EXPLORING THE ROLE OF AGENCY ACCREDITATION IN SHAPING SERVICES FOR STREET-INVOLVED YOUTH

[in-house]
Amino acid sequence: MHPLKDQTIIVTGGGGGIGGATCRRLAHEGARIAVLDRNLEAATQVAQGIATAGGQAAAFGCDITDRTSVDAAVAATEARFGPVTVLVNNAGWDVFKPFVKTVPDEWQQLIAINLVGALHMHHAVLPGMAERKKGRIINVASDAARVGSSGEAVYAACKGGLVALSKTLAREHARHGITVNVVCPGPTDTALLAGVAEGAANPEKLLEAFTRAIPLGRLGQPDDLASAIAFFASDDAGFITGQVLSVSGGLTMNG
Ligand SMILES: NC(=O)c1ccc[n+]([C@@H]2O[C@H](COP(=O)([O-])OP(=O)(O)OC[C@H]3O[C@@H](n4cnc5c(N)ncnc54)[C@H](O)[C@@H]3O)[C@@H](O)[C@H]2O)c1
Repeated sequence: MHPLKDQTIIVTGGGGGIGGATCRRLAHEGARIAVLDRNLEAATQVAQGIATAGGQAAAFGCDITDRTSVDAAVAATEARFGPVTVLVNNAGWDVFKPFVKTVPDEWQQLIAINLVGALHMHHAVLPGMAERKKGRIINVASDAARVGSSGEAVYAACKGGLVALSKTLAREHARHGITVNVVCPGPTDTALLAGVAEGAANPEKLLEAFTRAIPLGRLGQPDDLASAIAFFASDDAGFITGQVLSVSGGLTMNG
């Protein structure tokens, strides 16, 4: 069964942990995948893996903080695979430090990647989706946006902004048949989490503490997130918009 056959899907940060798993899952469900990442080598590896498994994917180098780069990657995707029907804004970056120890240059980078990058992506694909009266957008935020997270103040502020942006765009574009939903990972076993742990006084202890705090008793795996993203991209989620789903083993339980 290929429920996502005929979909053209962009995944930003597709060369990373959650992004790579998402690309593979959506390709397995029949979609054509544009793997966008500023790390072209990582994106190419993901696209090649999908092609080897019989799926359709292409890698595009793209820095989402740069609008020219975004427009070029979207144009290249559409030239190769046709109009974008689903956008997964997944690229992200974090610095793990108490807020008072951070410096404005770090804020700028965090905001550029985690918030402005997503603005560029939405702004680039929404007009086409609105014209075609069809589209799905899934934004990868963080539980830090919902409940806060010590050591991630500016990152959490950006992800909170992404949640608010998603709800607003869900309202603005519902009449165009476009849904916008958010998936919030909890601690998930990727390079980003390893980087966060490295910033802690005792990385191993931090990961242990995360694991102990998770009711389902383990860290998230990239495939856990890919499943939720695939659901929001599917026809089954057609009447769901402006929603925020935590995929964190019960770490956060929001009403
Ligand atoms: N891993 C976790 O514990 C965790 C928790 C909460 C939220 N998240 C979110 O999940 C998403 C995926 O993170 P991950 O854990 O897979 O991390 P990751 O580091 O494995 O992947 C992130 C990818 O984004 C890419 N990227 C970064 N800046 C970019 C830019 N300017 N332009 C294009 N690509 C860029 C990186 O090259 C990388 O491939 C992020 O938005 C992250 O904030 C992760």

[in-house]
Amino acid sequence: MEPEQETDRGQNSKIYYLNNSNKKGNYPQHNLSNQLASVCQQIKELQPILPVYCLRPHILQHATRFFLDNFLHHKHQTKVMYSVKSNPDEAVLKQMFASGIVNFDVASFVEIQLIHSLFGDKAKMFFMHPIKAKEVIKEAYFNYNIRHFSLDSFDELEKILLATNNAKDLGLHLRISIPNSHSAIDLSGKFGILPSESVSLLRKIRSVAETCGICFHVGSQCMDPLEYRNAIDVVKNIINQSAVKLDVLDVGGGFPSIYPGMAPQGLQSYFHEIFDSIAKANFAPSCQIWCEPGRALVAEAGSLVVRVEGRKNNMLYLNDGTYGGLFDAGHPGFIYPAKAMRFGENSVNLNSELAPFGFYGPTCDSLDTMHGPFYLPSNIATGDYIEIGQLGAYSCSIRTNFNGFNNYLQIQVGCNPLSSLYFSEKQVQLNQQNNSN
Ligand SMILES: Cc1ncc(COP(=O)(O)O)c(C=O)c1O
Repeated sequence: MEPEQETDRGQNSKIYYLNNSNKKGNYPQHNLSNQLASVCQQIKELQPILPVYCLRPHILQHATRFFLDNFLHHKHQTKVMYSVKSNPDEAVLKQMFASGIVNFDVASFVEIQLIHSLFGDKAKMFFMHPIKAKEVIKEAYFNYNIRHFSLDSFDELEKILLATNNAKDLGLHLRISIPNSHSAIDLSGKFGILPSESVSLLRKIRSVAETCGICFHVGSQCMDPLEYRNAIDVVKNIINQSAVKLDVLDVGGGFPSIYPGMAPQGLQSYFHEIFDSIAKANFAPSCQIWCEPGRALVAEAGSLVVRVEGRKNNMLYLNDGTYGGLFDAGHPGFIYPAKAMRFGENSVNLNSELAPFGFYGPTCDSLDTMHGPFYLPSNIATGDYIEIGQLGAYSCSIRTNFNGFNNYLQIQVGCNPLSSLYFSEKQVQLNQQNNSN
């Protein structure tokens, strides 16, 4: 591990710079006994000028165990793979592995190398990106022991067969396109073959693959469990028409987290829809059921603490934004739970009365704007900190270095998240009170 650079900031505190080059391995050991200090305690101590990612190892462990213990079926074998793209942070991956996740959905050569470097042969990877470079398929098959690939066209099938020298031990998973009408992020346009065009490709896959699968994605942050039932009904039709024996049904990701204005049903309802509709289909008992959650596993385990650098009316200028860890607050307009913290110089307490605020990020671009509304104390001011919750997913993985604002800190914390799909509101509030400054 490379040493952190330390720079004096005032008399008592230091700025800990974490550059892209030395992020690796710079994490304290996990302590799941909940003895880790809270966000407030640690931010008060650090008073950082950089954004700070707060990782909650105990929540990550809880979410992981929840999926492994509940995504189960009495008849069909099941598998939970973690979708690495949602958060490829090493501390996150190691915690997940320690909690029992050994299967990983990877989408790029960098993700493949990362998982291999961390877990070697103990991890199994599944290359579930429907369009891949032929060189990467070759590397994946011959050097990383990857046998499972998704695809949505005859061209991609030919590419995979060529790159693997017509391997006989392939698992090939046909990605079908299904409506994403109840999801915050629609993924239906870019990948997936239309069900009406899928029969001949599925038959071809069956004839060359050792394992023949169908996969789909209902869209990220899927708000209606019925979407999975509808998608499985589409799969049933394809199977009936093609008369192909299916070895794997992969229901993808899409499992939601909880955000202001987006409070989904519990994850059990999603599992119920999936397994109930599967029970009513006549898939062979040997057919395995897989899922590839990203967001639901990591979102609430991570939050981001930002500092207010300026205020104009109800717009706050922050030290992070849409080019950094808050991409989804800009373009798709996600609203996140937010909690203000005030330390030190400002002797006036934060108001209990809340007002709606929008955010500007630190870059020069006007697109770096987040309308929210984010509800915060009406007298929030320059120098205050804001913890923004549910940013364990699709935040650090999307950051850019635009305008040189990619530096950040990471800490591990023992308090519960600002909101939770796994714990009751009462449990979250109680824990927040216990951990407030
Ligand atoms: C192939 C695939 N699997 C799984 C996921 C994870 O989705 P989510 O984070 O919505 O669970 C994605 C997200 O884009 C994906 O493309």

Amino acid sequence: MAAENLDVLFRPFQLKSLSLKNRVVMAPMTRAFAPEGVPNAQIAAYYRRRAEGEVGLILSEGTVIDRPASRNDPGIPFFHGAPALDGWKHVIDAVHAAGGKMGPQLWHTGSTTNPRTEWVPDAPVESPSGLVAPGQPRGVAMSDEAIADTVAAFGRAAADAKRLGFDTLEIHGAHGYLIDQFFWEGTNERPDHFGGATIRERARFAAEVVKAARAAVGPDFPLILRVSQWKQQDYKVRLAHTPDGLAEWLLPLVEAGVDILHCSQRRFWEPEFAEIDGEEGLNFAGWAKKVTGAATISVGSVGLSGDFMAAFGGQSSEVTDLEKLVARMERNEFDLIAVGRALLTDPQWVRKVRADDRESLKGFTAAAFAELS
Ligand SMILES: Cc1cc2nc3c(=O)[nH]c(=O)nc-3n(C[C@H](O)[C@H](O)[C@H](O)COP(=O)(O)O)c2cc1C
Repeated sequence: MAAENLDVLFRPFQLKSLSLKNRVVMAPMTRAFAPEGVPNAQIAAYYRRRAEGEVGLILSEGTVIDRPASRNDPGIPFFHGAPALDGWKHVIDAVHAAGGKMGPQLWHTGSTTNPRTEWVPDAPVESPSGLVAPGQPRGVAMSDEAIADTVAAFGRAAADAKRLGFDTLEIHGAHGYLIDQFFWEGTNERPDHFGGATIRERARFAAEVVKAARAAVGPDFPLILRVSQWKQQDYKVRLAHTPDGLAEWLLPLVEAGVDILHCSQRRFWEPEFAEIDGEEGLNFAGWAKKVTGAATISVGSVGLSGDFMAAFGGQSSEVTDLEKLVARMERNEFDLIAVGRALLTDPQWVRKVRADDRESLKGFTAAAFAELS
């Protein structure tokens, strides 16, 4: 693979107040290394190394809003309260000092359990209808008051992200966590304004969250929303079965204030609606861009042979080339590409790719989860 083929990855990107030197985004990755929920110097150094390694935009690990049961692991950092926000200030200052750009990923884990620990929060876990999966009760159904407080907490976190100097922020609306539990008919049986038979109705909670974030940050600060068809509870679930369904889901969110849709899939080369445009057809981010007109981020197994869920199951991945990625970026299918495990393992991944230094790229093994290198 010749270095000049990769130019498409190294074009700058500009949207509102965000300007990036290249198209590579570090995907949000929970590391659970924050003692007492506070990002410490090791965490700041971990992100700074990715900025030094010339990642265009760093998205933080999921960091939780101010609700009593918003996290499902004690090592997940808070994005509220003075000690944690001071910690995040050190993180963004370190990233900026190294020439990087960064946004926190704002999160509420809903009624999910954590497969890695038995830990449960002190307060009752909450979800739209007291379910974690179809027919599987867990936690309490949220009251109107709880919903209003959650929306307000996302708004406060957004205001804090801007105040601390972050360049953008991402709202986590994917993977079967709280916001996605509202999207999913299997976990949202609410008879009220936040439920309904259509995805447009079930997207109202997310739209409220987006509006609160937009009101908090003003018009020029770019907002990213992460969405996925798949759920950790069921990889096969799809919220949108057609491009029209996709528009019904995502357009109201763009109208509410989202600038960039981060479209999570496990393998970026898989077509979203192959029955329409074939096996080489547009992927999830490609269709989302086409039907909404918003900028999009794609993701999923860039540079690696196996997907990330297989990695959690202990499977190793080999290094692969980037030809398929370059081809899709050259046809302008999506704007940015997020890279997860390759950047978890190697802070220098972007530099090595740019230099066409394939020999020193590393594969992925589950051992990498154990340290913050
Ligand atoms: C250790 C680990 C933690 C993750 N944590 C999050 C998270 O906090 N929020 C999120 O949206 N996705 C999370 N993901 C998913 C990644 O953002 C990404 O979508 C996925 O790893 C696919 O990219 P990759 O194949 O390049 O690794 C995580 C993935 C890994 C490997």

Over the past decade, the social/human services sector across North America has continually moved towards a strong emphasis on new management systems and tools for performance measurement, as a means to track government investment and to inform services planning. This trend has contributed to the growth of a parallel industry in the form of independent accreditation bodies, which act to develop regulatory standards, as well as to perform evaluations and monitoring. In many communities accreditation now plays a significant role in defining both the eligibility of agencies to apply for government contracts, as well as the performance objectives of organizational management and service delivery. This paper looks at the service system for street-involved youth in Vancouver, Canada, as a site to explore this novel institutional arrangement. Drawing from broader literature on regulatory standards institutions, this paper outlines a research agenda to question the role of accreditation bodies in shaping child and youth care services, as well as the broader values, ideologies, and power dynamics that surround accreditation.
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